4. Change in primary amine groups at 1020-665 cm-1 (chemical formula: C–N): The stretch for this group become less pronounced with older samples [10]. Amine groups are important for the curing of epoxy putties. In this case, part B of Splash Zone A-788 contains TETA, an amine-based curing agent. So, when the two parts of the product is mixed, the content of amine groups will be prevalent in the newer samples. As the mixed Splash Zone cures over time, primary amine groups become less present in older samples, hence less-pronounced in the spectra of older samples.
Cured epoxy compounds, in general, are known to degrade through the types of oxidation and chain-scission reactions described above [11]. Thornton Dial’s technique of mixing the epoxy affects how much uncured resin remains in the mixture after it cross-links and hardens. The amount of uncured epoxy resin detected in most of Dial’s assemblages is of concern. Over time, phenolic hydroxyl groups of the uncured components of Splash Zone A-788 part A will no longer be able to react with the amine from part B and may become polymerized by the “etherification” (fig.23) [12]. Many alcohol groups (chemical formula: R–O–H) previously available in part A for crosslinking with amine groups in part B will not react together to cure but become converted to ether groups (R–O–R”), thus affecting physical stability of the epoxy. Also, the shelf life of the individual Splash Zone components is limited to 24 months at 75°F; if parts A and B are used past this date, the putty will not cure properly. If Dial used old cans of Splash Zone, this could have an impact on the structural integrity of the epoxy putty as an adhesive and molding material.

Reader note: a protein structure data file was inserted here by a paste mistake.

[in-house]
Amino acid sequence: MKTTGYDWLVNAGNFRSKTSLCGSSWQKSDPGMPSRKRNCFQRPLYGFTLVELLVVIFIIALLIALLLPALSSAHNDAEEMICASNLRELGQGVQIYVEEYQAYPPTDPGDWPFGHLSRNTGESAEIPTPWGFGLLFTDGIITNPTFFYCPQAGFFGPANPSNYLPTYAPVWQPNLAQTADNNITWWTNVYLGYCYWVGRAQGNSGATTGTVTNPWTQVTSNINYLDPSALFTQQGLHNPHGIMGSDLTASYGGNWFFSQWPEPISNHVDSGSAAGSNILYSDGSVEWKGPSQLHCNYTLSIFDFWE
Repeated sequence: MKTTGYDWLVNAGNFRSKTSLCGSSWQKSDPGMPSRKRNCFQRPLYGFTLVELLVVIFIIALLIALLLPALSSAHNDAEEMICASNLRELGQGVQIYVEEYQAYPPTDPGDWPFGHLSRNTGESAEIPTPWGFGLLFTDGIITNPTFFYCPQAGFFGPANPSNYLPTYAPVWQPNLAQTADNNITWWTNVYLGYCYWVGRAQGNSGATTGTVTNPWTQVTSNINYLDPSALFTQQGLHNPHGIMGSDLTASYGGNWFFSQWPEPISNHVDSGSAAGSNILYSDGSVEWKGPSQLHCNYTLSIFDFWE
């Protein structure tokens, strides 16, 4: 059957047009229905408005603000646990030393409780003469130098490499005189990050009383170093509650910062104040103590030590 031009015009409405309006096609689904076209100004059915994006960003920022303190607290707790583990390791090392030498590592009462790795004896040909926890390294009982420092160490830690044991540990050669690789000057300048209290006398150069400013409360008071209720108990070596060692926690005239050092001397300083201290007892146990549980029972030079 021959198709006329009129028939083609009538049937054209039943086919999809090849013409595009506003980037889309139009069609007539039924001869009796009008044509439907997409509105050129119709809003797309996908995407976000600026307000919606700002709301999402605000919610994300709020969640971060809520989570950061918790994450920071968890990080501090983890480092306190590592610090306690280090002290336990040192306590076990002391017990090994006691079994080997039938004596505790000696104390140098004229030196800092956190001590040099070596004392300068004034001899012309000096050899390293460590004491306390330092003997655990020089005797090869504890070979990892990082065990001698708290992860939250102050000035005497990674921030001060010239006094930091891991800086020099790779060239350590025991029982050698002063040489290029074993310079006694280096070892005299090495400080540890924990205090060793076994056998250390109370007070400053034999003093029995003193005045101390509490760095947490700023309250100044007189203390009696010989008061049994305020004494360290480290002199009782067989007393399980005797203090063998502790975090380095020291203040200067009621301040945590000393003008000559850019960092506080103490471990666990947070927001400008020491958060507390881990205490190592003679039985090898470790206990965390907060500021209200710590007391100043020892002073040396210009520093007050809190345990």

FIGURE 23. Etherification reaction